Killing weeds with technology may soon get easier.
A research team at the University of Arizona has developed a precision spray assembly capable of delivering herbicides at the centimeter level of accuracy with minimal off-target spray at travel speeds of 2 miles per hour.
Mark Siemens, associate specialist and professor at the Department of Agricultural and Biosystems Engineering for the University of Arizona, said the university is part of a multi-state effort that aims to create a precision weeding machine.
“The current technology that is commercially available is able to weed between the individual crop plants in the row but they are mechanical devices and leave a couple inches either side of the plant to prevent damaging them,” he said. “What our research is doing is trying to get the weeds that are very close to the crop plant that these commercial machines cannot remove.”
Other universities involved with the project are the University of California-Davis and Washington State University, he said.
The research team at UC-Davis has developed an imaging system capable of identifying weeds and creating weed maps for targeted spraying, Siemens said in an e-mail.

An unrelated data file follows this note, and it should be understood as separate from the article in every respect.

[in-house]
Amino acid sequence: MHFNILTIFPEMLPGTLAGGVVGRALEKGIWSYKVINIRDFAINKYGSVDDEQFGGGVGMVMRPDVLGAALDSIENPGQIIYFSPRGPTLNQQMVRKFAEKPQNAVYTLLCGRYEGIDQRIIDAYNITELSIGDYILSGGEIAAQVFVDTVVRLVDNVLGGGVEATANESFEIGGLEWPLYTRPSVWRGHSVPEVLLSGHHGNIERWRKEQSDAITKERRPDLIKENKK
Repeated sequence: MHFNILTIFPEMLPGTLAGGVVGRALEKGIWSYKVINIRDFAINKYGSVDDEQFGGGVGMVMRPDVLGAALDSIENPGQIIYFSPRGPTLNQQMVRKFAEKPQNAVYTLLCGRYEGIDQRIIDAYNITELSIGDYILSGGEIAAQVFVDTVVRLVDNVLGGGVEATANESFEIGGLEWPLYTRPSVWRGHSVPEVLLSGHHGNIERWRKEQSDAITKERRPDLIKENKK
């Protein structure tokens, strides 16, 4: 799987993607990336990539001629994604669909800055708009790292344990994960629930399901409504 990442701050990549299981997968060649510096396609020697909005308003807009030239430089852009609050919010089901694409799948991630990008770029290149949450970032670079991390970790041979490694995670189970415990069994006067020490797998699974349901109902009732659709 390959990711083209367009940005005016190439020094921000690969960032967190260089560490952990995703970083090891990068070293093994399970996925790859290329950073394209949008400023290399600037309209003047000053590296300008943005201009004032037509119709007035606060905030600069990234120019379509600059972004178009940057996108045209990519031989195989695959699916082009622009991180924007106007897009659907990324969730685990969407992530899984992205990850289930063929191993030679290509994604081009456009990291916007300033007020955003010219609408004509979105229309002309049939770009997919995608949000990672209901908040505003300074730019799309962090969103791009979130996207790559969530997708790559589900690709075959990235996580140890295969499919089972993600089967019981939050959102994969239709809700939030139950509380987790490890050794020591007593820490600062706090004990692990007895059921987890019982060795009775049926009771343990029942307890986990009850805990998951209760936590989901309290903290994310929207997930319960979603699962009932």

Researchers also have been working on building a spray manifold that will be integrated with the imaging system UC-Davis has developed to create an automated weeding machine, he said.
The integrated machine is expected to undergo evaluation this year, Siemens said.
The research effort began about three-and-a-half years ago, and a large part of the automated weeding research was spent trying to address and solve the problem of being able to differentiate between the crop plants and a weed, he said. Since the project began, there have been big advancements in artificial intelligence, or Deep Learning, that provides computers the ability to recognize different objects within an image.
Private companies are also seeking answers, he said. Siemens said there are several robotic or automated weeding machines that are using various imaging techniques.
“A lot of that information is proprietary,” he said. “But from what I’ve seen, they are getting good enough results that they are essentially saying they are anticipating commercial release if not this summer, next year.”
Research work on harvest machines that automate harvest for produce has gone slower than creating a high precision weeding machine, he said.
“In my understanding is the limitation is not necessarily the removal of the product from the soil, it is more about how do you handle that product once it’s been harvested and get it into the presentable form that consumers expect,” he said.